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Sanding is not essential. It does however make it easy to fix things and give more pop to to the plaster. It makes the most difference on unburnishedd Veneziano. This done with a fine slightly worn sanding sponge or similar. You're not really sanding. Instead you're kind of compressing it a little and giving it more accent and depth of color. The more the plaster was burnished lightly, the more 'pop' you'll have when you sand. You don't have to scrub hard...just a few times in the same area. It feathers out imperfections and get rid of little bits of plaster sticking up. Sand over bullnoses and corners. Stop if your scratching the plaster. It means that you sanding implement is still too hard and gritty.
Make sure to wipe the dust when you're done. If you have areas that you're not happy with even after it dries, try wetting the area with a spray bottle (or whatever) and gently sand the area in question. The plaster will soften a little and the sanding will take off a very thin top layer of the plaster. Try this first on your sample board. Do this very gently and slowly at first. You can wipe out any 'mud' that you made on the wall with a rag. Let it dry and see what happens before you do larger sections.
If your burnished Veneziano is done perfectly and you have the whole thing polished out, you can unmask it and walk away. More often than not there will be something you might have to fix. Fixing burnished Veneziano is a little tricky. You can get a little more pop from Veneziano by sanding it with 600 grit or higher sanding paper. Do this with a large sanding block. At your own risk, you can use a mechanical sander. Don't use orbital sanders. If there's a spot that need attention try wetting the area, and wet sanding with the sand paper. If you time just right, you first take off a thin layer if the area, and as it starting to set up, the sand paper will start polishing the area and feathering it out with the sorounding plaster with no evidence of what happen. Sometimes people do whole walls in this manner to give it a different quality of sheen and 'feather' it out making it more natural. This is sometimes done when colors are combined to give a more natural combination. You can burnish the wet sanded spots with your trowel, too.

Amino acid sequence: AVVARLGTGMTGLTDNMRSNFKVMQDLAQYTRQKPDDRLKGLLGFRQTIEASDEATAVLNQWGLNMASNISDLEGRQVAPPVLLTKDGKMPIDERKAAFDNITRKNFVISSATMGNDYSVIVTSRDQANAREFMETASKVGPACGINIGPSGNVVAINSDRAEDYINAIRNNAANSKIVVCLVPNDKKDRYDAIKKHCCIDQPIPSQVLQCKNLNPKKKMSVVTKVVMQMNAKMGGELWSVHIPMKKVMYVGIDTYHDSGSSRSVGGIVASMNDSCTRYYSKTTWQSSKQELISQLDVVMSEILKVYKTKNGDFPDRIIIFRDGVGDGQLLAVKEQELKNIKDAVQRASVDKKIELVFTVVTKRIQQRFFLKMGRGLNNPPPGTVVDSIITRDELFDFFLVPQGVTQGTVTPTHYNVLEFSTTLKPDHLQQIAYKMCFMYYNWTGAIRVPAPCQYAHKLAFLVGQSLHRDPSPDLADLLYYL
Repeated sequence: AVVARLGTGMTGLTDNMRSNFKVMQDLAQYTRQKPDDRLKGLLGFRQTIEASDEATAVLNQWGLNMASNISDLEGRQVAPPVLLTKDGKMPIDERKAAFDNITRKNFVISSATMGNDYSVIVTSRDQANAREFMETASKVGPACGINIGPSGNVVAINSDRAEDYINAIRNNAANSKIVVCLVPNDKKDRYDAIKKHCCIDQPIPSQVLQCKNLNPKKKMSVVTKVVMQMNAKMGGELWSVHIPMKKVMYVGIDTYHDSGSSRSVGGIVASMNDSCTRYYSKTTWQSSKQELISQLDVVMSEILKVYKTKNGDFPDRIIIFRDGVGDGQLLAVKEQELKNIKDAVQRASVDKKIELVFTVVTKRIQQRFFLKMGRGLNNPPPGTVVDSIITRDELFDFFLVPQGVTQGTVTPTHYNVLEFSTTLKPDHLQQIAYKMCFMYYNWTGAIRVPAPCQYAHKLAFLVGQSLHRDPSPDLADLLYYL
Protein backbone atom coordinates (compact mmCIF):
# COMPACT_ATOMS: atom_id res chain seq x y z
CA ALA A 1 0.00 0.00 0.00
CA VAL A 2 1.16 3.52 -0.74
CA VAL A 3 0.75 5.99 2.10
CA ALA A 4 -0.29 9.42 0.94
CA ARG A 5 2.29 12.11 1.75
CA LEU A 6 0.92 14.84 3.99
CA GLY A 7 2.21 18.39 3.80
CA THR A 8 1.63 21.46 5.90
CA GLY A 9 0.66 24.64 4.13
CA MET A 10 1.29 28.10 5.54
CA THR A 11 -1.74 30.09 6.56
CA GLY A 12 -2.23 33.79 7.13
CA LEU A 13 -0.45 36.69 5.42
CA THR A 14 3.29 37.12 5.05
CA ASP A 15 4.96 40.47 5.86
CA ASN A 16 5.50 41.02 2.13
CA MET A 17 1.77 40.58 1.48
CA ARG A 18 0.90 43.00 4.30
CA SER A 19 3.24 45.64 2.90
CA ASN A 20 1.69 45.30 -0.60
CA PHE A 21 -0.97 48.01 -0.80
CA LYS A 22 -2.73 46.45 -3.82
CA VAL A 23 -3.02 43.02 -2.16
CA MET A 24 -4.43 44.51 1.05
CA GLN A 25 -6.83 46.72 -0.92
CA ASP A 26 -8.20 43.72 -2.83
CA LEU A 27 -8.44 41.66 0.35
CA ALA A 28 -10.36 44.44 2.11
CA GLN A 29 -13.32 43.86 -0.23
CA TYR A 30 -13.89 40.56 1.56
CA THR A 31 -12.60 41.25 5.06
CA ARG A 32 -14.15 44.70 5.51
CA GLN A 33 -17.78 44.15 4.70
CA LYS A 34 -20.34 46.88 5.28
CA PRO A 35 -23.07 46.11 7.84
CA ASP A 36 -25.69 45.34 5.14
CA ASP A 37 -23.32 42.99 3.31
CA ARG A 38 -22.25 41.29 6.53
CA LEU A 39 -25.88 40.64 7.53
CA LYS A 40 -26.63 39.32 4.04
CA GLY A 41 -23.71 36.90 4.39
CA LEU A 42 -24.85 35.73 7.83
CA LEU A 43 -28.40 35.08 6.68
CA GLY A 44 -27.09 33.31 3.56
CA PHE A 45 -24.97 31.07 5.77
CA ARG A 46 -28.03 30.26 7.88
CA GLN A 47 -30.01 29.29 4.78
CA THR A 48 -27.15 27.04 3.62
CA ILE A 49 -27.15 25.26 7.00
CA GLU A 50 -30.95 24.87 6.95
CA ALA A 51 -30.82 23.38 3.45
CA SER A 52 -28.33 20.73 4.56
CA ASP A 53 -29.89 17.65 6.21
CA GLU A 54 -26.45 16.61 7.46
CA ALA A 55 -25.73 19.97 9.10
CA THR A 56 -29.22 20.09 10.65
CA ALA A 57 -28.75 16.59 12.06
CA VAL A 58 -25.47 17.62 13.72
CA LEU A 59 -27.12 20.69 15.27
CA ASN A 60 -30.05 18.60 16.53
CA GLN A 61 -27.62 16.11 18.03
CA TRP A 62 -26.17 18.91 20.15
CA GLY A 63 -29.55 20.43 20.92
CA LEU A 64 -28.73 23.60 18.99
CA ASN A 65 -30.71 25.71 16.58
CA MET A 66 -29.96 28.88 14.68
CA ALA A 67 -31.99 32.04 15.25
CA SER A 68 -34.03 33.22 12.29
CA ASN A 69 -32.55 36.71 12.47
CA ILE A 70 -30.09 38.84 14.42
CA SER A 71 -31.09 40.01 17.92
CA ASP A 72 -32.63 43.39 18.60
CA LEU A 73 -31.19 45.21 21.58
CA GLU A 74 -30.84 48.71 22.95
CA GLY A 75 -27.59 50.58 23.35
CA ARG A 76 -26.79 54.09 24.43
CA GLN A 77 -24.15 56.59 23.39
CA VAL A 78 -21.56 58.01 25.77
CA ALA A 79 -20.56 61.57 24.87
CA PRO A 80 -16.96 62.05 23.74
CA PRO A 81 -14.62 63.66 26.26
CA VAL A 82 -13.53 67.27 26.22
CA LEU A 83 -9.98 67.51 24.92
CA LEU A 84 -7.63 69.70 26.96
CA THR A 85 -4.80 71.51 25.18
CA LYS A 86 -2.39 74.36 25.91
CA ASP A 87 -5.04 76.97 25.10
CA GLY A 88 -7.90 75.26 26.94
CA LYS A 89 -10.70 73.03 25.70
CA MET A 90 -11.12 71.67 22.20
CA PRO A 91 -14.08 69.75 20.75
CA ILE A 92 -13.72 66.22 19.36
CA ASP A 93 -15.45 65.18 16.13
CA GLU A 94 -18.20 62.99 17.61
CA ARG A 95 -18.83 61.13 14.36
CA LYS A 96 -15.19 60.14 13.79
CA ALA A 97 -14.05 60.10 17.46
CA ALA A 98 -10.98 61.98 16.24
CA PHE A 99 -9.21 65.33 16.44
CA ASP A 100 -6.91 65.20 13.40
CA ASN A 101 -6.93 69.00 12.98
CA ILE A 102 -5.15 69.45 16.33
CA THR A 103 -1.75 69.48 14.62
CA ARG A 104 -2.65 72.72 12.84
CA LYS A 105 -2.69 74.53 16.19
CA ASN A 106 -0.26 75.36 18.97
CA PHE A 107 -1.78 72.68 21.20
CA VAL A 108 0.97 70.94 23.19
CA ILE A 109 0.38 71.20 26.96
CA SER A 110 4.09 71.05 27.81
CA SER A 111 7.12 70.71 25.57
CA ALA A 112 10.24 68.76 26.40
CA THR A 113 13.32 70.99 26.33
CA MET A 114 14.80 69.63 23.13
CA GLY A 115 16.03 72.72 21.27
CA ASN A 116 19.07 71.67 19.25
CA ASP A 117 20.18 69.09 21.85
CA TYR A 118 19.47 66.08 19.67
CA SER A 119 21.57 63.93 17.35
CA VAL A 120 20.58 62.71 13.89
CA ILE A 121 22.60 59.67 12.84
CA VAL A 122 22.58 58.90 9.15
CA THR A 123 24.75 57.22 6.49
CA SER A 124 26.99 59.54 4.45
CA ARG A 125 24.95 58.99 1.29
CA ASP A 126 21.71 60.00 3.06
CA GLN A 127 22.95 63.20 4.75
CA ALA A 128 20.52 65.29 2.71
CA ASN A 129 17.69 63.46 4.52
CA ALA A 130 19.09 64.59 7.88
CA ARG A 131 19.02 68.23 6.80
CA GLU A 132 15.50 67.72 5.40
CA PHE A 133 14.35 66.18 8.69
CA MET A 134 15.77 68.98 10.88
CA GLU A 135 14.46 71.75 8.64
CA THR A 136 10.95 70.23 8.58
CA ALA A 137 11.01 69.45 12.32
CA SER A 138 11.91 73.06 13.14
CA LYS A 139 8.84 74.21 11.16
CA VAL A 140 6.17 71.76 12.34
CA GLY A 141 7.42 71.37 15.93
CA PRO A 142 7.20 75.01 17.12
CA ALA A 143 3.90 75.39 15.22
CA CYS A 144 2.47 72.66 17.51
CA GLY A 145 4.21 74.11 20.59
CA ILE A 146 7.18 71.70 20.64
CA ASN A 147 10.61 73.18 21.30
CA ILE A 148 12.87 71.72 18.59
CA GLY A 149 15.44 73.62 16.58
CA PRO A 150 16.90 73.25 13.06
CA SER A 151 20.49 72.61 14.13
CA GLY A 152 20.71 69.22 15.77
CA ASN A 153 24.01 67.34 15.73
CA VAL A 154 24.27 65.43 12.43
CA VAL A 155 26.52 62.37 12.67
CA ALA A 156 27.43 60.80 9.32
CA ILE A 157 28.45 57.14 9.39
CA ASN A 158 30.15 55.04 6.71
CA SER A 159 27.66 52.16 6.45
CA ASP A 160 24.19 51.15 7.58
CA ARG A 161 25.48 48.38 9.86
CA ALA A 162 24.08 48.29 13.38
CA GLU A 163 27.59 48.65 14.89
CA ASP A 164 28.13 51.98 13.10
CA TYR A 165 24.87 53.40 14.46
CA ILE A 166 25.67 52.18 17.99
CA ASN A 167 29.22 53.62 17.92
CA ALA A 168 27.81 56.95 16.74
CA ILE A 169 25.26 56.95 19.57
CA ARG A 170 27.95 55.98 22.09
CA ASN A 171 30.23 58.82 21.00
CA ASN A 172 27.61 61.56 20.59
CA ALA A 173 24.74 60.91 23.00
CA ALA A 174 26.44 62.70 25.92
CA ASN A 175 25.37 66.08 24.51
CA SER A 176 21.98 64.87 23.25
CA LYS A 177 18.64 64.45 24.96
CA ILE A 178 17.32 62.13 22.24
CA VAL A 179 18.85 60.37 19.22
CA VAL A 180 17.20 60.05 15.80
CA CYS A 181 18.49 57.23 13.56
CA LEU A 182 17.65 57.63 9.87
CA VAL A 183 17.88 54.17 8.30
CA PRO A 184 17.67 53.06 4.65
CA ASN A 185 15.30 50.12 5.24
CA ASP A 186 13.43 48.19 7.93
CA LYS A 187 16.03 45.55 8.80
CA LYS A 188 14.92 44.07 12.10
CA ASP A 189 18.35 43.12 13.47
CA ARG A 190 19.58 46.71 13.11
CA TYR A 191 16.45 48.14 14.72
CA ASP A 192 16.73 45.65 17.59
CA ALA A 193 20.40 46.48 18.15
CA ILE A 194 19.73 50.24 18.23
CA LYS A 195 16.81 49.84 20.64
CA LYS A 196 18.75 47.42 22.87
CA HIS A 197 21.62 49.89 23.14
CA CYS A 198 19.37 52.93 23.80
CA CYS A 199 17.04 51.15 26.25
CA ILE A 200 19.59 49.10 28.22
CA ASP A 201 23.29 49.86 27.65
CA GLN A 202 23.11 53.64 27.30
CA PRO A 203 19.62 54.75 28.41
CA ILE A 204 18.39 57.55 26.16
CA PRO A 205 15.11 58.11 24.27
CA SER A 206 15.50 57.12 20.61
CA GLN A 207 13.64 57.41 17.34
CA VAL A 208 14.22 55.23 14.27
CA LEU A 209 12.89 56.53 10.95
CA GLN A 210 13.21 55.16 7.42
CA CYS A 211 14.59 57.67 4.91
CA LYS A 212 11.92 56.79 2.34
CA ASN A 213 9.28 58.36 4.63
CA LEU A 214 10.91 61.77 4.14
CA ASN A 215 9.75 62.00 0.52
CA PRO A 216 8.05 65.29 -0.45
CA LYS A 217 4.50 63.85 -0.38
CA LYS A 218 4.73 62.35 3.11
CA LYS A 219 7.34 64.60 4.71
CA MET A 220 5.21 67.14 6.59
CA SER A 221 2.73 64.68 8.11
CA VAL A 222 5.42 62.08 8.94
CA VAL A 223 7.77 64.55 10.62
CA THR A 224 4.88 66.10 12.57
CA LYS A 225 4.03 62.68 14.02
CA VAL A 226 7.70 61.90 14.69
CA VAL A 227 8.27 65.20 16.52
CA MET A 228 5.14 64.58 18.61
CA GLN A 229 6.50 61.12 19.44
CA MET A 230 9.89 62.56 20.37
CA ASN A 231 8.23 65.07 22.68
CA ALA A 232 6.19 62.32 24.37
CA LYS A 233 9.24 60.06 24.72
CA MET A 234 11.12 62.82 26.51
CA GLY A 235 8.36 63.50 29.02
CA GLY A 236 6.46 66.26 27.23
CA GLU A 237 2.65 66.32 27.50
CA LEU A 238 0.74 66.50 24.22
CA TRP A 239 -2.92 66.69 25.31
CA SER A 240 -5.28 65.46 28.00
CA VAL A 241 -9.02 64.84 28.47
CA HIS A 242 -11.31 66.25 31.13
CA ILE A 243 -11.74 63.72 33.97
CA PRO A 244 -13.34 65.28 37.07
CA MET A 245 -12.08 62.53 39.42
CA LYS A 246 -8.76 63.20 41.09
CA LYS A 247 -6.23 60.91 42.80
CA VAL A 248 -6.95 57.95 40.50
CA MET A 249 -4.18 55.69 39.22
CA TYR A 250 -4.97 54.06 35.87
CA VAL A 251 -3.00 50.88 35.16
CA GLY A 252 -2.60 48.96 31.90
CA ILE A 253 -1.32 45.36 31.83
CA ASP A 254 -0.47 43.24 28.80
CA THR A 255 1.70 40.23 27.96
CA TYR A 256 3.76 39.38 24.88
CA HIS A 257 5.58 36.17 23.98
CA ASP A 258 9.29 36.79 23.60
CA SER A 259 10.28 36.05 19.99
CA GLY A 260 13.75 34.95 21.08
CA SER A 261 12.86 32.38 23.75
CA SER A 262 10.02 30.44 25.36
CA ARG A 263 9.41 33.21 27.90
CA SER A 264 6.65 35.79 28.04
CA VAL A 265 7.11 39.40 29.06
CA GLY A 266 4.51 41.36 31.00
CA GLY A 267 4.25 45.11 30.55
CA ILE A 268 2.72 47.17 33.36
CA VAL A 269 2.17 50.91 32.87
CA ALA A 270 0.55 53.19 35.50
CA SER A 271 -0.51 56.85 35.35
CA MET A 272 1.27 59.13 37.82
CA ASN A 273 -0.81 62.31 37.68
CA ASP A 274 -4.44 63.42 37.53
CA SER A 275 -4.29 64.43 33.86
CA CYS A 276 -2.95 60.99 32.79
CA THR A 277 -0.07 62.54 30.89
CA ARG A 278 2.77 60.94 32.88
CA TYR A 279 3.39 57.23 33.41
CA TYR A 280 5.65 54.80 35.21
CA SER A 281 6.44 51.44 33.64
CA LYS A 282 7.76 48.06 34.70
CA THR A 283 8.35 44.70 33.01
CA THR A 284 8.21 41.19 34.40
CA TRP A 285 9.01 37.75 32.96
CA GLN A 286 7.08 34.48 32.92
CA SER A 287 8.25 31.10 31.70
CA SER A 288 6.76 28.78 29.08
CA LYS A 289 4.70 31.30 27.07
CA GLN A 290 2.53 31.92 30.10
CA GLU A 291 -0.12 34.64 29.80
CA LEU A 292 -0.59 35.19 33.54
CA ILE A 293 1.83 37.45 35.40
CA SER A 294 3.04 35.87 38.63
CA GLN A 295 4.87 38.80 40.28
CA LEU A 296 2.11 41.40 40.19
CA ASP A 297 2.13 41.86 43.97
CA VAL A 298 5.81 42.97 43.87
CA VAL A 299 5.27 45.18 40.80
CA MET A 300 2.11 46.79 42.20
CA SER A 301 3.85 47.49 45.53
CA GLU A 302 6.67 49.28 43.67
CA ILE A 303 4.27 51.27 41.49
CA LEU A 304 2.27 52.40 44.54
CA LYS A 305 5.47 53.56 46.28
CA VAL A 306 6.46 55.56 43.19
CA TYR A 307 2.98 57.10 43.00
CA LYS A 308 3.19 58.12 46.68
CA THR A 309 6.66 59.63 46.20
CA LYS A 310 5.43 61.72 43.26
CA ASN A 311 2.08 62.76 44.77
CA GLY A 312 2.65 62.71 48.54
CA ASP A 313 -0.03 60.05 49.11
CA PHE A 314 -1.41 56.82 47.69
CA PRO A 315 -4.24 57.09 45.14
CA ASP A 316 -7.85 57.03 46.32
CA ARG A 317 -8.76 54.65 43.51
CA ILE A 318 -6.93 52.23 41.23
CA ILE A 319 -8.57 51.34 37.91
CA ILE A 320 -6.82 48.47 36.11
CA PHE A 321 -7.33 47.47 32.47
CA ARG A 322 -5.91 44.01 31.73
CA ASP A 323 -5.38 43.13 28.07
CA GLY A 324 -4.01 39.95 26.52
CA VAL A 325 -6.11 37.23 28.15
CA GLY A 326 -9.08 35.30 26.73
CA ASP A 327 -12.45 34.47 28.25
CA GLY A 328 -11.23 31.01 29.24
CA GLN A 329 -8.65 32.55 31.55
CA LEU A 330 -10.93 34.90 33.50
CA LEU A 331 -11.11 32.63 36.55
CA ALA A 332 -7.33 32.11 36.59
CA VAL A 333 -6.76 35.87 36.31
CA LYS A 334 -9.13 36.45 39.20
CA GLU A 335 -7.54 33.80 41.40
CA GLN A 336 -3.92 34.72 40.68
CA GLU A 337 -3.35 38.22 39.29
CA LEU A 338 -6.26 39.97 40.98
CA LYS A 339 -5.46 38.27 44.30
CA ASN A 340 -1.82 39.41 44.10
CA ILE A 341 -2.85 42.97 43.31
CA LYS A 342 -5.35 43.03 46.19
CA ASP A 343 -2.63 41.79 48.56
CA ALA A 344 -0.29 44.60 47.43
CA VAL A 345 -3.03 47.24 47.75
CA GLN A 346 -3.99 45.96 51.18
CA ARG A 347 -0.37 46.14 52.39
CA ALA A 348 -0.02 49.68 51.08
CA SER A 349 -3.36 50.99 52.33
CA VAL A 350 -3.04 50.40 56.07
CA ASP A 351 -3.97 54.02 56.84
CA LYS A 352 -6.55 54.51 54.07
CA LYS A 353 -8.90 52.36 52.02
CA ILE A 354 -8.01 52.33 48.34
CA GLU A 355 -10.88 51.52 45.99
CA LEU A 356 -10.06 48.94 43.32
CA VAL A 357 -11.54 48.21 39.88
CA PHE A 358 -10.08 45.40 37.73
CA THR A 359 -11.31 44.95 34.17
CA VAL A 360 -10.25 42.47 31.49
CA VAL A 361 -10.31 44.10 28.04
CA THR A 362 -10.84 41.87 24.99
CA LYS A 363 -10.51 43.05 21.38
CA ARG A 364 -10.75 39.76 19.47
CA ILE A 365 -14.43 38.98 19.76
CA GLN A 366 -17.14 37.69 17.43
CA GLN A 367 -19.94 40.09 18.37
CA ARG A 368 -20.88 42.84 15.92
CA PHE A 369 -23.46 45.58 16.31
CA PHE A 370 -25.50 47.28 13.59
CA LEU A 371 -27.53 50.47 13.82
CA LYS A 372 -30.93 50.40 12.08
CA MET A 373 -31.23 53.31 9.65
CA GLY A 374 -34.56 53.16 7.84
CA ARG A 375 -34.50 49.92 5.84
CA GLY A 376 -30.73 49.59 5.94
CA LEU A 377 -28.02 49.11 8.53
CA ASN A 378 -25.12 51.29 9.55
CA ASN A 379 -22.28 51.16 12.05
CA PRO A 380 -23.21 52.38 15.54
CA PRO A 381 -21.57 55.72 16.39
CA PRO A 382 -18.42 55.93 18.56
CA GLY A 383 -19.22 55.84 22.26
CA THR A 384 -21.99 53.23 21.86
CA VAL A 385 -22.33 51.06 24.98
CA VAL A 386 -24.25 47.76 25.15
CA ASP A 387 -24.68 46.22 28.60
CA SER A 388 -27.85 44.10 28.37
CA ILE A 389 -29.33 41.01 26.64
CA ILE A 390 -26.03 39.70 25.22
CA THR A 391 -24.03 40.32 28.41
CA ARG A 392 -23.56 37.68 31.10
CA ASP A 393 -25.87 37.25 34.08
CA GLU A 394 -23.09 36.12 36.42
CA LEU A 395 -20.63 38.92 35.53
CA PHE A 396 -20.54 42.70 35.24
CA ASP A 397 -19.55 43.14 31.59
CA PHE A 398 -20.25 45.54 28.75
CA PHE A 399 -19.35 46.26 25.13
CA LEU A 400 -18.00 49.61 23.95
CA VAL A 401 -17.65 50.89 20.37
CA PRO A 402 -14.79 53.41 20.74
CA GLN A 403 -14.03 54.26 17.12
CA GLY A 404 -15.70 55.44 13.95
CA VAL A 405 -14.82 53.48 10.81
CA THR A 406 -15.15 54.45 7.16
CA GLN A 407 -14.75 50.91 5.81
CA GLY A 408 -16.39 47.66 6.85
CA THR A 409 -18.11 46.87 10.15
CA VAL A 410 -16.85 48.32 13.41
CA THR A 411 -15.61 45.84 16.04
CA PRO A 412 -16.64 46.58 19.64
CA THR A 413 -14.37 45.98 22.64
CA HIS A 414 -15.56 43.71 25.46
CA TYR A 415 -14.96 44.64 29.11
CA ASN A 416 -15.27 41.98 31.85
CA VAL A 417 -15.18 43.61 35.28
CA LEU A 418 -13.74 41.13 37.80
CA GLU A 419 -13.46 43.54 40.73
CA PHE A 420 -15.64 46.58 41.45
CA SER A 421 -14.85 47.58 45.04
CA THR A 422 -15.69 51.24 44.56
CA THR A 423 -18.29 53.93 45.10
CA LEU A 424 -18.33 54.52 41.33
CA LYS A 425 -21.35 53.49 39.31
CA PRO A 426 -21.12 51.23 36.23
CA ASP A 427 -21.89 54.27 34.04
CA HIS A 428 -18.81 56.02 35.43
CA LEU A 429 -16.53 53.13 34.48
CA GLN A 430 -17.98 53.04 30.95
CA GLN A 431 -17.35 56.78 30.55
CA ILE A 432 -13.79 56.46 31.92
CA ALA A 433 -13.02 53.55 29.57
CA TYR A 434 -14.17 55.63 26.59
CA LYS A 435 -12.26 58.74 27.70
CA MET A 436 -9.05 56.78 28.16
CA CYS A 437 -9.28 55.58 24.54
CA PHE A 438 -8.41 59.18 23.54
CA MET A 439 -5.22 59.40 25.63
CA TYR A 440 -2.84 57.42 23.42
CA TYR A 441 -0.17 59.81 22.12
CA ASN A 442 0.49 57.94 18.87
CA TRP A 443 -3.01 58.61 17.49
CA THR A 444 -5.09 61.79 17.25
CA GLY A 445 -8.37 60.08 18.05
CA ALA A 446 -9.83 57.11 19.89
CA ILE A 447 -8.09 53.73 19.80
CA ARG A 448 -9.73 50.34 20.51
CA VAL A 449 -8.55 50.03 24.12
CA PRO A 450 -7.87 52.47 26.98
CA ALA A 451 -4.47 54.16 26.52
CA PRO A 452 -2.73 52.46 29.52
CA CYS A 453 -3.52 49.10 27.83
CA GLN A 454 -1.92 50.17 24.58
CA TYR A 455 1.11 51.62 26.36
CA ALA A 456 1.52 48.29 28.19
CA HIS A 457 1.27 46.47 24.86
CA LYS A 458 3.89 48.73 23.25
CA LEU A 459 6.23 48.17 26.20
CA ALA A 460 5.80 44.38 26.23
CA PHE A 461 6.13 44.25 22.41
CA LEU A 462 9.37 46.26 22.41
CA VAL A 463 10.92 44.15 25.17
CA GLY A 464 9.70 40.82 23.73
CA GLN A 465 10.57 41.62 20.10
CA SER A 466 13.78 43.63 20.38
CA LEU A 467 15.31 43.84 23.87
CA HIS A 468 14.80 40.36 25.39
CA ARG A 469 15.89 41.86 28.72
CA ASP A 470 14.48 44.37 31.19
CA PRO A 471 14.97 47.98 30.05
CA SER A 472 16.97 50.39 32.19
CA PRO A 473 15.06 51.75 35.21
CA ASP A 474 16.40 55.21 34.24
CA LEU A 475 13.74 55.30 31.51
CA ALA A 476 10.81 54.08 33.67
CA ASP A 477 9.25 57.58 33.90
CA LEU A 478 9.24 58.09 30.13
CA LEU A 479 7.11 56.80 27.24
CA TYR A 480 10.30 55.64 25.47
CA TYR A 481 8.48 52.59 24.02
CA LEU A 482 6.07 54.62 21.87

For more pop on unburnished Venziano, if sanding doesn't work, you can wet the wall and burnish it with your trowel. After it's dry, if you still need more, you sand sand the area and ot will be darker and more varied.
The physics of this whole wet sanding process is exactly the same for polishing marble and granite. This is a very touchy process, so make sure you practice. It's a good thing to know if you have to patch a burnished wall. It's sometimes the only way to fix it.
WARNING: Electric sanders and water is a dangerous combination. Do this at your own risk.